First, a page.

If you have never heard of the SkidBike, it may take a minute or two to wrap your head around this machine. After all, with both skids and wheels, it is exceedingly different from a traditional motorcycle. Still, because the SkidBike is impossible to crash and offers an exhilarating ride, you should know a few things about the importance of this bike. In this article, we give you a brief look into the history of the SkidBike.
Start With a Car
Once you know about this innovative motorcycle, you may wonder, where was the SkidBike invented? The answer is more detailed than you might expect. In fact, the SkidBike did not start with a bike at all. Rather, the inspiration for the machine began with a car, the SkidCar, which originated in Sweden.
As you likely know, the climate is decidedly frigid and icy in Sweden. That is, a significant part of the country reaches into the Arctic Circle. Not to miss out on either the fun or the publicity that comes with racing cars, the Swedes started the World Rally Championship, which they hold on a snowy course. Because packed snow does not offer much in the way of traction, a Scotland-based inventor decided to tinker with a race car’s tires. To supplement the vehicle’s wheels, he placed castors on the four corners of the vehicle. When he did, the SkidCar was born.
Like with many prototypes, the SkidCar required some tweaking. An engineering firm acquired the intellectual property and then began research and development at a police driving school in Stockholm, Sweden. A race car driver in the United States also acquired rights to the SkidCar.
If you have never thought about how skids may affect a car’s responsiveness and performance, the idea may seem silly. Nevertheless, the SkidCar’s real-world utility quickly became apparent.
The Benefits of the SkidCar
You may be asking yourself, why would anyone want to put castors on a race car? The answer is quite simple.
When police officers, race car drivers and others train, they often need to simulate real-world conditions. While knowing how to drive on wet, icy or otherwise slippery roads is essential for many drivers, creating these conditions in a controlled environment can be challenging. The SkidCar solves the problem.
By adjusting the casters on the SkidCar, trainers are able to move most of a vehicle’s weight off its tires and onto the casters. The result is a car that behaves on normal pavement like it might on slippery roads. That is, when driving the SkidCar, you experience a loss of traction which creates a skid. In a safe and controlled environment, you learn how to correct the vehicle to avoid a collision or crash.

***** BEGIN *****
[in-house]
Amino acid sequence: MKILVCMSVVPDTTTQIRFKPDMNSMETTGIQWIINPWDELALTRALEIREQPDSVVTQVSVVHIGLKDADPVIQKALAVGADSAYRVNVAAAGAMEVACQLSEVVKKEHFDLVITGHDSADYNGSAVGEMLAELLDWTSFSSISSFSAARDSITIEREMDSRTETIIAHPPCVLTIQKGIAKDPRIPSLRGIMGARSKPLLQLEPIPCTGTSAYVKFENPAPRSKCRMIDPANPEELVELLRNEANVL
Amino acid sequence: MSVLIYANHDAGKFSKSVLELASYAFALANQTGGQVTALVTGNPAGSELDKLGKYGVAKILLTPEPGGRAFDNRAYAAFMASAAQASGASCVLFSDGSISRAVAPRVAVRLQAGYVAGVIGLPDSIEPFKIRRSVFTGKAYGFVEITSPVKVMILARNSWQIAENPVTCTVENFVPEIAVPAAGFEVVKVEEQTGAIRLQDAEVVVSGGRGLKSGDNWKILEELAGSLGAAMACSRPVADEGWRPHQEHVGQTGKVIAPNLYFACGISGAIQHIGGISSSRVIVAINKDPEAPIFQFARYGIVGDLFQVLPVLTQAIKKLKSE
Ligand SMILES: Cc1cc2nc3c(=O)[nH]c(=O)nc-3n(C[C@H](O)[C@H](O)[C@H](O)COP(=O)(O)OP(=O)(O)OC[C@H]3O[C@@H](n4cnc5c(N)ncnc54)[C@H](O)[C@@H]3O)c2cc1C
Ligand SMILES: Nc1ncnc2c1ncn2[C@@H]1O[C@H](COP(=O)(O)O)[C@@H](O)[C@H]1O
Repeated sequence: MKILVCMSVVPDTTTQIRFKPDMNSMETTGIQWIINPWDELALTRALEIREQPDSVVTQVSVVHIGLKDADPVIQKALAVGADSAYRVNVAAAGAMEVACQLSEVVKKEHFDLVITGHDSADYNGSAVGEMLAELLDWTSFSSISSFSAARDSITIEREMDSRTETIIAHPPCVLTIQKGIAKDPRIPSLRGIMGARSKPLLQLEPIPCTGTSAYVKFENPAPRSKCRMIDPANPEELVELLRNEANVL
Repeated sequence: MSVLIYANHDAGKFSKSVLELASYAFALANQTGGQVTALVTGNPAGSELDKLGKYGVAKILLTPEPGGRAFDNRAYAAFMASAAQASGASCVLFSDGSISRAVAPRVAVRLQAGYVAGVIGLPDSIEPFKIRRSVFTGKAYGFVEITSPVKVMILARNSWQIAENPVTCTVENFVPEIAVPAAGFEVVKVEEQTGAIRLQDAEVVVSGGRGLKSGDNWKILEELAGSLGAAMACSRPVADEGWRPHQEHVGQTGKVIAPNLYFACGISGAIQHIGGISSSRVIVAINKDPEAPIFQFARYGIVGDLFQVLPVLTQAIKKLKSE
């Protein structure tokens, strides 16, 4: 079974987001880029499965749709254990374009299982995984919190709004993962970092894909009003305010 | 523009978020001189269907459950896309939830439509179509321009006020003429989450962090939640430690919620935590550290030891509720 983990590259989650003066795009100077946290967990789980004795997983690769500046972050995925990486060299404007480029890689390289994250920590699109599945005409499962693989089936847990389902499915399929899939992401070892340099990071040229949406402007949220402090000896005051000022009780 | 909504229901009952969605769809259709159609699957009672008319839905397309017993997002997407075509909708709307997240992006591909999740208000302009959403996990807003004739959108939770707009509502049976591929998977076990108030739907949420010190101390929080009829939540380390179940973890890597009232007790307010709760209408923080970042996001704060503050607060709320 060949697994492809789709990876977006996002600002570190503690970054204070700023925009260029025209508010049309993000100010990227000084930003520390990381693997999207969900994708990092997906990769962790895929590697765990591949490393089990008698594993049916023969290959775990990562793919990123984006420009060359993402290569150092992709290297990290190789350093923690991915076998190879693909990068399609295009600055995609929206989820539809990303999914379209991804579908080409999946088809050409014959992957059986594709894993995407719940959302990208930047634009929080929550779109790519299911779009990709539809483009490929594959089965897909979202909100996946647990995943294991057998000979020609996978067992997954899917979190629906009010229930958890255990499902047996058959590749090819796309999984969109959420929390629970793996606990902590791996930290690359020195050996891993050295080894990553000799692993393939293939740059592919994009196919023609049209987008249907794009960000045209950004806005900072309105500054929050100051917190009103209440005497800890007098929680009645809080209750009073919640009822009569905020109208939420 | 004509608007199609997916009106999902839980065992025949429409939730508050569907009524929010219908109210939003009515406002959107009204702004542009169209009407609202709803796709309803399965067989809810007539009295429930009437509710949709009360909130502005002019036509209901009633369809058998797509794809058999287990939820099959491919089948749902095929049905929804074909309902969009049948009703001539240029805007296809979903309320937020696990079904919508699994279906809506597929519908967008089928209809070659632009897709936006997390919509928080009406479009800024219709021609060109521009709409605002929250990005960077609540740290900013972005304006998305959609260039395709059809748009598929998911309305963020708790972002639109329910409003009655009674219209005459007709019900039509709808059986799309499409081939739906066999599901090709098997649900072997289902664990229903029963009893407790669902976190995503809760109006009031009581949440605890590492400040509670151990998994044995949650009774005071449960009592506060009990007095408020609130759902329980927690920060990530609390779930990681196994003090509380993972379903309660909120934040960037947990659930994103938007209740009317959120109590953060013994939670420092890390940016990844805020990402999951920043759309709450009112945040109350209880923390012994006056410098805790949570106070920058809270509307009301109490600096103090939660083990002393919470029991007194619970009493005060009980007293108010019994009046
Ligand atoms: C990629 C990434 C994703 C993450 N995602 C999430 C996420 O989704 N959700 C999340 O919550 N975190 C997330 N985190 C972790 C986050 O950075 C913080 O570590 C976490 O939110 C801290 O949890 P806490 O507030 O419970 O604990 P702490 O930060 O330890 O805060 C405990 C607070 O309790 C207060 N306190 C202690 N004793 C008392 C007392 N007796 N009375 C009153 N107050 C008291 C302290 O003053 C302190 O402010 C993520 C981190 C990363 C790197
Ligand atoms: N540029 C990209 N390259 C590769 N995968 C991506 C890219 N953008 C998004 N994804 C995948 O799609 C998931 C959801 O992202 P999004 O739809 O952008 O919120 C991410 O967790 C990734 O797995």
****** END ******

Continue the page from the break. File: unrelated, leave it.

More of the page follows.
Those who own the rights to SkidCar in Sweden, the United States and other places have sold hundreds of vehicles to racing programs, driving schools and police departments around the globe. Meanwhile, inventors have continued to work on the product, turning the SkidCar into a SkidTruck and SkidBike.
Creating the SkidBike
Just as knowing how to correct a skid is essential for police officers, race car drivers and other motorists, motorcycle enthusiasts need to know how to control a skidding bike. Of course, cars and motorcycles are different types of machines. As such, when designing the SkidBike, inventors had to think about the fundamental difference in a SkidCar vs. a SkidBike.
While inventors originally thought turning the SkidCar into a SkidBike was not possible due to motorcycles having two wheels and significantly less weight, they built a prototype and tested it on a bicycle. The result was terrifying, as the bike’s two wheels made it difficult to control. Inventors knew they had to take a different approach when building a custom SkidBike.
When customizing the SkidCar to work as a SkidBike, designers had to overcome three hurdles. First, rather than having a complete frame, the SkidBike needed separate skids for each wheel. Also, unlike cars that do not lean, the SkidBike had to tilt to the left and right during cornering. Finally, the SkidBike needed a failsafe to keep it from turning over. To address these challenges, inventors added wings to the side of the bike. They also lifted the rear of the motorcycle and used heavy-duty gimbals to account for leaning.
Some of the SkidBike’s features, though, match the SkidCar. For example, users can adjust the skids to transfer weight from the tires to casters. The first SkidBike motorcycle prototype was fitted on a Honda CRF250L and premiered in Las Vegas to critical acclaim. Interestingly, the SkidBike comes with a remote control that allows users to adjust grip levels in real time.
Handling the SkidBike
Unless you are a training police officer or race car driver, you may never have the opportunity to sit behind the handlebars of a SkidBike. Still, you would probably like to know about the experience of riding one.
The first thing you are likely to notice is the weight difference of the SkidBike-equipped motorcycle. Because the hardware weighs approximately 160 pounds, the bike immediately handles differently. Nonetheless, after transferring weight from the tires to the casters, the bike feels like it is riding on a slippery surface. Further, even though the wings offer protection from a turnover, they limit the angle with which you can lean during your ride.
Mastering the SkidBike takes time. As you may suspect, the tires and braking system both perform differently after you adjust the casters. Still, because riding on wet or icy roads is also tough to master, practicing on the SkidBike makes sense. For police officers and motorcycle racers who routinely must ride during inclement weather, the SkidBike is an invaluable tool.
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